You said bitterness."
When she related this it stirred a memory of an experience that I had about 7 years ago. It was planting time on the farm, early spring when the smell of the warm black soil iintoxicates, and the breeze curls around the awakening tree branches with dizzying possibility, when I suddenly and precipitously started having heart palpitations to the tune of one every four seconds. This went on for about a week, during which time I was terrified, feeling my mortality in a visceral way. Nothing like that had happened to me before, although I had experienced years of physical pain in my heart. The long and short of it was that Western medicine couldn't find anything wrong, and the acupuncturist I went to said point blank "your heart is closed shut and it's starting to rebel. You have to open your heart."
Well I had absolutely no idea what that meant - open my heart? I realized she didn't mean physically take a knife and fillet it open, so what was I to do?
I prayed. I don't remember my question, or where I was, or how I was feeling inside as I prayed, but I remember what I heard because IT WAS LOUD AND CLEAR AND IMMEDIATE.
The voice said - and I put it in caps because that's how it spoke -
REMOVE THE SEEDS OF BITTERNESS FROM YOUR HEART.
Last night, hearing this word bitterness come back to me again after so many years, and, bizarrely through my own voice in my friend's dream, I was inspired to do an internet search on the word bitterness.
Here is a bible verse I found that speaks directly to my heart, and truly, if you really let in what it is saying as verbatim, and take it as a directive for your life, well, that is a blueprint for a totally wild life.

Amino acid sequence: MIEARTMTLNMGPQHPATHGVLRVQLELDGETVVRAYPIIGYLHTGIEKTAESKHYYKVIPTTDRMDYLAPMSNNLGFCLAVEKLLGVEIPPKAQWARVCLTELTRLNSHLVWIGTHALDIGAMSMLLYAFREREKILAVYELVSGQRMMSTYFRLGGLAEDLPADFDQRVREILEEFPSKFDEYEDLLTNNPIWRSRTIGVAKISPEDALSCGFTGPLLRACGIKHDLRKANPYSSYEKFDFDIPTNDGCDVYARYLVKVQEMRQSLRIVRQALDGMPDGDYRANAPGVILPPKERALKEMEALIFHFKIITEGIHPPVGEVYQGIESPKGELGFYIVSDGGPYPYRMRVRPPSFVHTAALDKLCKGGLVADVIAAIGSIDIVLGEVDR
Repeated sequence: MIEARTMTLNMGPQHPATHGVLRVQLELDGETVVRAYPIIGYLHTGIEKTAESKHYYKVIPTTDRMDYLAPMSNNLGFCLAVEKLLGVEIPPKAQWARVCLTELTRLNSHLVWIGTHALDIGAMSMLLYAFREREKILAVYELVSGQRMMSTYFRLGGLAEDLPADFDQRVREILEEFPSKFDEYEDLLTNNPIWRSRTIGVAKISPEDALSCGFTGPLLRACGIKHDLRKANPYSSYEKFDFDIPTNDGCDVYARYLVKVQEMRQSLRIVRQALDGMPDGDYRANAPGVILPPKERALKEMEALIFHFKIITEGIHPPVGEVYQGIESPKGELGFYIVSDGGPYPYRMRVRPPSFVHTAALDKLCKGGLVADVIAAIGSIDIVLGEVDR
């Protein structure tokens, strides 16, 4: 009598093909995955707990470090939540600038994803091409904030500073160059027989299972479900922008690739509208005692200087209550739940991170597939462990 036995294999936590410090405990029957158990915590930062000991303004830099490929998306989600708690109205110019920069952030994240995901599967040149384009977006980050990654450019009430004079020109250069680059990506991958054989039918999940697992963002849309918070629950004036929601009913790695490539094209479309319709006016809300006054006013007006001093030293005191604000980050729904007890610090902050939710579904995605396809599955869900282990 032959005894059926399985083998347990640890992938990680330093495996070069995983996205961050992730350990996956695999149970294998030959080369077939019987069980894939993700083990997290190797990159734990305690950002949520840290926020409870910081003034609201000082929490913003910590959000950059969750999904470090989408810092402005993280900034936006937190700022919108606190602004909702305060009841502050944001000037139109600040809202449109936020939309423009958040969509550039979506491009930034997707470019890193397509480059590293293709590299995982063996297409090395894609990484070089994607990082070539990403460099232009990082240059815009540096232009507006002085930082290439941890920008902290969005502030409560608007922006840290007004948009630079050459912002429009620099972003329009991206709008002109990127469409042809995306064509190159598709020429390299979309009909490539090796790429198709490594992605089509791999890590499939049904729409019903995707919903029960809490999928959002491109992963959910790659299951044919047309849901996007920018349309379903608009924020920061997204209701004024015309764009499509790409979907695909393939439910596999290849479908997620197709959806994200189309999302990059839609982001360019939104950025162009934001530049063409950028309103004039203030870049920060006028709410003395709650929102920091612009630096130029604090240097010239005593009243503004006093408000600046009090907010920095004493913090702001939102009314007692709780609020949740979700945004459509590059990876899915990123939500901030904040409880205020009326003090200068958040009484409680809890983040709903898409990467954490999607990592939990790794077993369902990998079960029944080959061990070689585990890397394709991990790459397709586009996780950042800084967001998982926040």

1 Corinthians 13:4-6
"Love is patient, love is kind. It does not envy, it does not boast, it is not proud. It does not dishonor others, it is not self seeking, it is not easily angered, it keeps no record of wrongs. Love does not delight in evil but rejoices with the truth."
Can you feel that? It keeps no record of wrongs. And here's the thing - love CAN'T hold a record of wrongs. It's not that it doesn't because it chooses not to, no, the true essence of love is that it CAN'T even begin to hold onto a wrong, a grudge, a judgment. Not at all! This is wild crazy stuff.
This is a teaching on the absolute true nature of love, to be taken verbatim. And I can feel it, I can feel the soft strongness of my heart humming along with the words in total resonance. Can you feel the gentle up-welling of springtime coming through those words? Forever new, forever yielding up and out of love. This bible verse is telling us about the essential nature of our own hearts. The confused parts of ourselves may hold grudges, judge people, be filled with bitterness, but our true hearts , our true natures, are not doing that. They can't. And therein lies our salvation.
If you're up for it, try this. Put your hand over your heart and say the words "it keeps no record of wrongs." And then sit there for a bit and feel whatever happens. This can be repeated at intervals. Tune your inner listening in towards your heart, while at the same time gently sensing into how it feels to hold your hand over your heart.
I’m currently taking a class through the Institute for The Work that, if I pass, will qualify me to volunteer on The Work Helpline - a helpline that can be accessed through the ITW website and used by anyone that wants to be facilitated by an experienced facilitator of The Work. The class curriculum includes exploration of stressful thoughts that arise around volunteering and being of service. This exploration of beliefs around service lead me to a personal foundational belief that ‘I have to be able to access my intuition’. As I put this thought through the four questions and turnarounds of The Work I experienced waves of freedom, peace, and a sense of deep belonging in the world.
Go gently with this inquiry - we have been given as gospel that it is better to access intuition.
I have to be able to access my intuition. Is that true?